All you have to do is finish your basement to enjoy the extra living space it offers.  However, moisture loves to attack basements, and if you don’t take the right preventative measures, moisture and mold can quickly ruin your new basement renovation.

Moisture is not always obvious. Even if your basement seems dry, there can still be a problem that could affect your whole house.  The smallest amount of dampness can become a home for mold and mildew, which can aggravate allergies and cause breathing problems in addition to damaging your drywall or flooring.

There are a number of sources of moisture you’ll need to check if you want to keep your basement dry.

The biggest enemy of a dry basement is water that seeps in through cracks in the walls and floors.  It is the nature of concrete to crack over time and if you own an older home that was never properly waterproofed, those cracks are an invitation for water penetration.

Even if you have not yet suffered a water leak from a cracked wall, that doesn’t mean your basement will stay dry.  When the warmer air in your home contacts cold basement walls, condensation forms and that brings in moisture. Concrete is porous, which is why many basements have efflorescence on the foundation walls from long term moisture seepage.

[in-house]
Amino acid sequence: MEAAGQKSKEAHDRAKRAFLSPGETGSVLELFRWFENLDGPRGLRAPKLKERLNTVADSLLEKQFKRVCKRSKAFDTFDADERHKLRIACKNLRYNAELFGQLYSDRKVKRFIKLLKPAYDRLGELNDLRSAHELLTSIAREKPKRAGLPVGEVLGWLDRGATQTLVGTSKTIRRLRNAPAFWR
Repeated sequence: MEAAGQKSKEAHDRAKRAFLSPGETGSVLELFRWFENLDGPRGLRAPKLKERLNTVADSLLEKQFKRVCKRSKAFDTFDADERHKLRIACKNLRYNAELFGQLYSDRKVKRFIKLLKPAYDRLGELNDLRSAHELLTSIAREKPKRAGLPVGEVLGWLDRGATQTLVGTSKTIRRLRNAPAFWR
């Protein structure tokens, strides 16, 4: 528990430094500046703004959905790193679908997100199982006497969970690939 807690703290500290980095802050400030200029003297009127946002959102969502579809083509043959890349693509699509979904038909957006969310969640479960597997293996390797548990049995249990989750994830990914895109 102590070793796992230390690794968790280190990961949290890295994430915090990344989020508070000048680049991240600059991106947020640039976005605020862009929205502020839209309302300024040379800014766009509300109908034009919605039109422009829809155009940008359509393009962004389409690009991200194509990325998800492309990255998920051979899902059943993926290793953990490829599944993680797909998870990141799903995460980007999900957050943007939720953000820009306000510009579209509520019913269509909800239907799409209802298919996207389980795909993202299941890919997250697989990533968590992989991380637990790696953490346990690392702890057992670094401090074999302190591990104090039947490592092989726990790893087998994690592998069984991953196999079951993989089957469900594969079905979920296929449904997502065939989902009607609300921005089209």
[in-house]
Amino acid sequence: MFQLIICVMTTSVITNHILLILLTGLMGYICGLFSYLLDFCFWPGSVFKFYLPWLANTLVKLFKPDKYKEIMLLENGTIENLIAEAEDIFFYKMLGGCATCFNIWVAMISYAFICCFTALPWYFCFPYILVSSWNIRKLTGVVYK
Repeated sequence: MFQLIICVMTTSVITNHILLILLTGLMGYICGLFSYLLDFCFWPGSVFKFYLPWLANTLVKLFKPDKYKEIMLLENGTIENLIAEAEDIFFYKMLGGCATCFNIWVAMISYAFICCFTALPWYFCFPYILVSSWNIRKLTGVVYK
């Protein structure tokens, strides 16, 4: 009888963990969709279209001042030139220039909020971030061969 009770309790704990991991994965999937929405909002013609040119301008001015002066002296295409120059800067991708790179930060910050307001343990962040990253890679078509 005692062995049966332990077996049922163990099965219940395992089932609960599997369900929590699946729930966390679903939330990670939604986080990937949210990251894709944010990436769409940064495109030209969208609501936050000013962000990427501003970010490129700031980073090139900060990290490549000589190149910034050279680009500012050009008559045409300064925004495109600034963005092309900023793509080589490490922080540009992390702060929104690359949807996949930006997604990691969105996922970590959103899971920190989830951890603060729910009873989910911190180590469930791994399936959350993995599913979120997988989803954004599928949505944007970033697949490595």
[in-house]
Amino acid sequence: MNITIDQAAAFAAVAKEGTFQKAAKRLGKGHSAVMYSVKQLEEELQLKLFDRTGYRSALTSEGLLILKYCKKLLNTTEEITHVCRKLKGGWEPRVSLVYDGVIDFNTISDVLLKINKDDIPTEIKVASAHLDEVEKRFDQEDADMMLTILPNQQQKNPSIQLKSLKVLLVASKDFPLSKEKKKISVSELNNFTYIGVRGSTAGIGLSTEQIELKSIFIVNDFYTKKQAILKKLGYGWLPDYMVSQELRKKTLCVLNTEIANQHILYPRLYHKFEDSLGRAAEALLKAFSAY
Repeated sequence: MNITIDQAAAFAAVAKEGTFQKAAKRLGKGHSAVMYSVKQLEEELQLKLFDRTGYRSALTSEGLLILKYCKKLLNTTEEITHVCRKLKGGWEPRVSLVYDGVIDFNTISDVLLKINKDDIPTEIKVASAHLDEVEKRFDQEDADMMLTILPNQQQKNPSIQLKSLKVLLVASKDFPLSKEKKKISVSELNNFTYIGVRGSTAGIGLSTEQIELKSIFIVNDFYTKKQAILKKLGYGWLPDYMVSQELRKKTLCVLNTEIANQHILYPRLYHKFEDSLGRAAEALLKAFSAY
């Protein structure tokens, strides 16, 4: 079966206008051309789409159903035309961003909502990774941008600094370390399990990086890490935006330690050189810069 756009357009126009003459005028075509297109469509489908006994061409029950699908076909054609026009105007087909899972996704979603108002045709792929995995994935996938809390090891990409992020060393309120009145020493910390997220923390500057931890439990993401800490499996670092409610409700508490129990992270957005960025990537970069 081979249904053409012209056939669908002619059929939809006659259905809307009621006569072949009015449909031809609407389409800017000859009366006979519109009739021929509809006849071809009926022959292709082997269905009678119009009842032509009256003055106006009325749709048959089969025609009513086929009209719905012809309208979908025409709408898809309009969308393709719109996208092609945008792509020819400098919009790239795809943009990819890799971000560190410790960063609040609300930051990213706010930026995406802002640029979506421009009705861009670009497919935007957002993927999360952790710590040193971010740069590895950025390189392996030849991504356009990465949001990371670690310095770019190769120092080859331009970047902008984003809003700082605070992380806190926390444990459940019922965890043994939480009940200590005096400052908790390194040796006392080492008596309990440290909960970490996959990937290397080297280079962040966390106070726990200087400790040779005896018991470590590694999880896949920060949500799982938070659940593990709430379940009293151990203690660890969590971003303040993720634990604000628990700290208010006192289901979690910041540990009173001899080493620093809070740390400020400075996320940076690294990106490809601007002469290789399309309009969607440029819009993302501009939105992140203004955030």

Waterproofing your basement is the first step to protecting your investment. Your home can be waterproofed externally or even internally. Waterproofing from the exterior of the house is the ideal solution however it can be costly and in cities, sometimes difficult to achieve due to proximity of neighboring homes or other inhibiting factors (decks, low porches, landscaping, etc.)

Interior waterproofing does not stop the water but mitigates its effects by adding a weeping tile and a sump pump to carry the water away and ultimately eject it to an outside lawn or garden. Adding a backflow water valve to your home is also a wise decision to prevent city drains from backing up into your basement. Check with your municipality because sometimes there are government rebates for adding a sump pump and/or backflow valve to your home, making the investment a little easier on your wallet and possibly your home insurance as well.

Finally, the addition of a subfloor can add several benefits to a basement floor that would otherwise be directly installed on top of the concrete. First, a subfloor is typically channeled on the bottom so that in the event of water entering the basement, that water would flow to the floor drain, saving your flooring from damage. Second, some subfloor products have a built-in layer of insulation which will help keep your feet warmer when you are below grade. This makes the room more comfortable to be in and can save you money by not having to invest in supplementary heating units.

So, if you are considering turning your basement into a bright and beautiful living space, make sure you factor in a budget for waterproofing and subflooring to make your space more enjoyable and to protect your investment.